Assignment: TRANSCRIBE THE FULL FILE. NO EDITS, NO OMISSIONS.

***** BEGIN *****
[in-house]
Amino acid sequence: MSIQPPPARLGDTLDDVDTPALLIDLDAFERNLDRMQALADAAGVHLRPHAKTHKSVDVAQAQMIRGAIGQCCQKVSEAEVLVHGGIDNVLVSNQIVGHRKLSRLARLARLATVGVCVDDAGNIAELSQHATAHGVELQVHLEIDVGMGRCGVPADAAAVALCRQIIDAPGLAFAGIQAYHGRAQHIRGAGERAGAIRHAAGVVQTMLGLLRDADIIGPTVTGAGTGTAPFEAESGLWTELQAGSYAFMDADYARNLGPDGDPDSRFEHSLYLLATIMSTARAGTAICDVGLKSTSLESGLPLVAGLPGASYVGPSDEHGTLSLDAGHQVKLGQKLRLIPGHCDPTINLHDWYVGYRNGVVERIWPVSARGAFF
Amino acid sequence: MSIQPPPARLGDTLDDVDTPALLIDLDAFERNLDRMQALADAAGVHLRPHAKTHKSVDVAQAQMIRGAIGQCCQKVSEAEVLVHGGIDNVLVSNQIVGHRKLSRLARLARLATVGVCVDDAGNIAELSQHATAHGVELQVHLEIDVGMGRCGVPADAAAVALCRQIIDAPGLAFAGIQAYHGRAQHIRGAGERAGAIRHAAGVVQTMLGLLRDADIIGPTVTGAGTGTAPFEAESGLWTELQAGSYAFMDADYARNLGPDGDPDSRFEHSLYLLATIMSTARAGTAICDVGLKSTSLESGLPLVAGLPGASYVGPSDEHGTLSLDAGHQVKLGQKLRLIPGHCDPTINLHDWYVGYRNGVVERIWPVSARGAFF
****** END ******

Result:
[in-house]
Amino acid sequence: MSIQPPPARLGDTLDDVDTPALLIDLDAFERNLDRMQALADAAGVHLRPHAKTHKSVDVAQAQMIRGAIGQCCQKVSEAEVLVHGGIDNVLVSNQIVGHRKLSRLARLARLATVGVCVDDAGNIAELSQHATAHGVELQVHLEIDVGMGRCGVPADAAAVALCRQIIDAPGLAFAGIQAYHGRAQHIRGAGERAGAIRHAAGVVQTMLGLLRDADIIGPTVTGAGTGTAPFEAESGLWTELQAGSYAFMDADYARNLGPDGDPDSRFEHSLYLLATIMSTARAGTAICDVGLKSTSLESGLPLVAGLPGASYVGPSDEHGTLSLDAGHQVKLGQKLRLIPGHCDPTINLHDWYVGYRNGVVERIWPVSARGAFF
Amino acid sequence: MSIQPPPARLGDTLDDVDTPALLIDLDAFERNLDRMQALADAAGVHLRPHAKTHKSVDVAQAQMIRGAIGQCCQKVSEAEVLVHGGIDNVLVSNQIVGHRKLSRLARLARLATVGVCVDDAGNIAELSQHATAHGVELQVHLEIDVGMGRCGVPADAAAVALCRQIIDAPGLAFAGIQAYHGRAQHIRGAGERAGAIRHAAGVVQTMLGLLRDADIIGPTVTGAGTGTAPFEAESGLWTELQAGSYAFMDADYARNLGPDGDPDSRFEHSLYLLATIMSTARAGTAICDVGLKSTSLESGLPLVAGLPGASYVGPSDEHGTLSLDAGHQVKLGQKLRLIPGHCDPTINLHDWYVGYRNGVVERIWPVSARGAFF